The requirements of the compensating-pressure theory are more complex than those of the cohesion theory. Besides the participation of living cells, the mechanism requires reservoirs of static water outside the pipes and oneway valves at the top and bottom of the pipes. Those valves are needed to prevent the dissipation of the applied tissue pressure, so that it is used in decreasing the tension on the water, not in accelerating flow through the pipes. The valves must have the rather special property that flow through them is independent of the pressure in the pipe. The valve at the top is, indeed, of that type. As explained above, the final step in water transport is by gas diffusion, which is not sensitive to the hydraulic pressure in the water. The valve at the bottom, in the roots, must be more than a valve; it must be a pump. Without negative pressure in the pipes to draw water from dry soil, work must be done to transfer water from the soil to the pipes, where the pressure is higher. The living structures of the root must form a water pump. We know that such a mechanism exists, but not how it works. It is called root pressure, and it is responsible for the flows of watery sap from cut stems of grapevines pruned in spring and for drops of water that exude from the edges of leaves of many plants on hot summer nights. These exudations are evidence of positive pressure in the pipes when transpiration is zero. From the time that the cohesion theory became widely accepted, no pump was considered necessary and the phenomenon of root pressure has been little studied.
The two theories are mirror images of one another. In the cohesion theory, the pipes are pulled inward by tension in them and must be reinforced to resist that deformation. In the compensating-pressure theory, the pipes are pushed in by outside pressure, which the reinforcement must resist. Consequently, the expected outcome of almost any experiment will be the same under either mechanism, and both theories provide satisfactory explanations or predictions for most of the observed phenomena of plant-water relations. The crucial experiments to decide between the two theories are, in fact, very few. One is the direct measurement of the negative pressure in the pipes, or Zimmermann’s experiment. According to the old theory, the internal pressure should be a large negative value; under the new theory, that pressure would be small, as Zimmermann found. Because the compensating-pressure theory explains all the phenomena and observations covered by the old theory, nothing is lost by passing through the mirror to adopt a new viewpoint, and much is gained.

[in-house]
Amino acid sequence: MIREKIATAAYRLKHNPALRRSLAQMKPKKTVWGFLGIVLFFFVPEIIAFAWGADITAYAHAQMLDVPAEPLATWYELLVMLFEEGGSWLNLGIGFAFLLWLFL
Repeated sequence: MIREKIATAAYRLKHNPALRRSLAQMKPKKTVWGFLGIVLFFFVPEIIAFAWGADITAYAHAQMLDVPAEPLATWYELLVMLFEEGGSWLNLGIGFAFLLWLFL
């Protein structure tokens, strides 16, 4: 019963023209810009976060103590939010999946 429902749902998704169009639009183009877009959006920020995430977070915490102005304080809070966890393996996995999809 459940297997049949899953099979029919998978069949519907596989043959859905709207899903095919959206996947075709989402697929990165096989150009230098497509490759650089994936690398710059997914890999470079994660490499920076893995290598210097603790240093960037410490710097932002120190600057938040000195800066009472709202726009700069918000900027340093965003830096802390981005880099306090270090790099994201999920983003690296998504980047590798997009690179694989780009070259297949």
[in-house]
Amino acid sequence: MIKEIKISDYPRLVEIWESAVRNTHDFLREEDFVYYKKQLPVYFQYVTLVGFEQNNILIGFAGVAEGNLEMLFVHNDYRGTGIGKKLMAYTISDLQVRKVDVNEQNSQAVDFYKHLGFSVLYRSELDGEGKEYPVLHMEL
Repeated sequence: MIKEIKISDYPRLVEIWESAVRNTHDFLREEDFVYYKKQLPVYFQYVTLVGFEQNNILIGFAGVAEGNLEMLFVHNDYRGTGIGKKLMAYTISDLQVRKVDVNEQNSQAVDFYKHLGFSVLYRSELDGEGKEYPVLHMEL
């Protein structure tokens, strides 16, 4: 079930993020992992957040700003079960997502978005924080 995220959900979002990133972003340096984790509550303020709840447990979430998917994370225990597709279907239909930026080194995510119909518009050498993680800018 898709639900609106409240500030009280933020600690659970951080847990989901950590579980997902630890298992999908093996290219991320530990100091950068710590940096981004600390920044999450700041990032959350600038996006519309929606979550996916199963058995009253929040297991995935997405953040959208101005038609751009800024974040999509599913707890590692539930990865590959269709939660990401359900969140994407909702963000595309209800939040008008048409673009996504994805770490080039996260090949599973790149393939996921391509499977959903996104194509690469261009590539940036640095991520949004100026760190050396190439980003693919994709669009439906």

View from the Other Side
The compensating-pressure theory makes sense of Zimmermann’s findings. First, the pressure inside the xylem would be about zero atmospheres under the new theory, just as Zimmermann measured. Second, according to the new theory, the pressure measured inside the xylem should not equal the pressure-chamber reading. Under the new theory, the pressure chamber measures the compensating pressure, or reduction in tension, in an intact transpiring plant. Likewise, the high pressure-chamber readings for stressed plants are also easily understood, because they represent part of the osmotic pressures of the surrounding living cells, not the tension of the stretched water.
If the water-transport system has a working pressure near zero, one sees that other facts agree with that. For example, the xylem lies next to the sugarconducting and living phloem in all living and fossil land plants since the Devonian, when plants first migrated out of the sea. There has never been an explanation of why that should be so. As the sugar-transporting tissue, the phloem contains the cells that have the highest osmotic pressure of any in a plant’s body. If one is looking for a source of pressure to assist the living xylem cells in compensating for the pull on the threads of water, the nature and position of the phloem make it a conspicuous candidate. Its association with the xylem is essential to xylem function. On the other side of the phloem, remote from the xylem, there is commonly a strong mechanical tissue that provides a buttress to push against.
Another indicator of low pressure inside the xylem comes from several groups of insects that feed on the sap in those pipes. (This does not include aphids, which feed on the sugar-rich sap of the phloem that is at high positive pressure.) Spittlebugs are the most noticeable. The foamy masses found on the leaves and branches of many weeds and grasses in summer fields harbor the larvae of spittlebugs. They feed on large volumes of the dilute xylem sap to collect its amino acids. Spittlebugs have a pump powerful enough to extract sap against a pressure of about -3 atmospheres, but certainly not against the pressures required by the cohesion theory. Peter Anderson and his colleagues at Florida State University found that the rate of sap excretion by leafhoppers was highest in the afternoon when the balance pressure was highest, and increased as the balance pressure increased up to 18 atmospheres. A high balance pressure keeps the pressure in the sap near zero, and the insects can easily pump it through themselves. They feed fastest in the afternoon when the amino acid content of the sap is richest.